– Step 2 : Once the video asset in on the local disk, we will use an exe to encrypt the video.
– Step 3 : Once the video has been encrypted, we will upload the encrypted asset to Azure Media Services and we will delete all the files from the local hard disks on the Azure Batch nodes.

Security is Paramount

In order to implement this scenario in a secure way, we really need to manage Azure Media Services keys in a secure way; so we implemented the following approach:
1. We will store the Media Services keys in Azure KeyVault. See post Adopt a secure approach to manage your secrets by using Azure KeyVault,Azure Active Directory and Principals based on Certificates
2. We will deploy the Certificate needed to authenticate into AAD / KeyVault to Azure Batch.

In this post we will cover Step 2.

Note : We could have encrypted the keys on KeyVault using the same certificate, but for the purpose of this exercise we didn’t do it.

Deploying Certificates to Azure Batch Accounts and Pools

This includes three steps :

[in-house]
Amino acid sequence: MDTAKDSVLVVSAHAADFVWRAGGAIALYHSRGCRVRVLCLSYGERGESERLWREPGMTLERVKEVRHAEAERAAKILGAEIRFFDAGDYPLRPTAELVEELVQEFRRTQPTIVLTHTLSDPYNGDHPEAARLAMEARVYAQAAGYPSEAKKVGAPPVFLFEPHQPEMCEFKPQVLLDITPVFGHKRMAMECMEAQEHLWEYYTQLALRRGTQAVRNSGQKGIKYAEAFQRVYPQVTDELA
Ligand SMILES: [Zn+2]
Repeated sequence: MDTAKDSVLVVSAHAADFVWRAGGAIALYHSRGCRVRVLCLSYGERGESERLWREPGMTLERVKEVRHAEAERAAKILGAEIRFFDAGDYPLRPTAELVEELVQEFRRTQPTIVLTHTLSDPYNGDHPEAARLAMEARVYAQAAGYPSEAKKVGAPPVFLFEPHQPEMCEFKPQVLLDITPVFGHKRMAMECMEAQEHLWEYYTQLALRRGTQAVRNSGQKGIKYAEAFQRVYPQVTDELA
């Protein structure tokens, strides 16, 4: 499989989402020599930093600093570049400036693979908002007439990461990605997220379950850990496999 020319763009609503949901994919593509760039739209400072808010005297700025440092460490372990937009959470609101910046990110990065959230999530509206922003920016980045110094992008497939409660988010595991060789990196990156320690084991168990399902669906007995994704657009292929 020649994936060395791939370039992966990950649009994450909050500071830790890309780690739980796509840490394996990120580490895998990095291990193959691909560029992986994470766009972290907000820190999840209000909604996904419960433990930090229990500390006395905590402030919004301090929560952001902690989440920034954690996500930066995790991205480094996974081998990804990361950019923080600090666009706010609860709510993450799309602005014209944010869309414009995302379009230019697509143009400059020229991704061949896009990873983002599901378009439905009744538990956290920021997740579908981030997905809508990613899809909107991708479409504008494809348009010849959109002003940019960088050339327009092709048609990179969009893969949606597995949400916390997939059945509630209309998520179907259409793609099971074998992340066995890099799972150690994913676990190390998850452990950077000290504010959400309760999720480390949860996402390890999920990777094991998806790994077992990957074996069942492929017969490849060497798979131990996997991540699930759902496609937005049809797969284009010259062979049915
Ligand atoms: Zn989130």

Step 0 : Generate a Self-signed Certificate for Dev / Test.
Step 1 : Deploy your Certificate to your Azure Batch account
Step 2 : Reference the certificate when you create an Azure Batch Pool
Step 3 : Use the certificate from the application/task code to retrieve the secrets from KeyVault.

Step 0 : Generate a Self-signed Certificate for Dev / Test.

This was covered on the previous post : Adopt a secure approach to manage your secrets by using Azure KeyVault,Azure Active Directory and Principals based on Certificates , but for the purpose of simplicity I have added the script that we can use :

       $currentLocation = Get-Location
       $certificatePfxFilePath = [System.IO.Path]::Combine($currentLocation,$batchContext.AccountName +".pfx")
       $certificateCerFilePath = [System.IO.Path]::Combine($currentLocation,$batchContext.AccountName +".cer")

        # Generate Certificate if It doesn't exist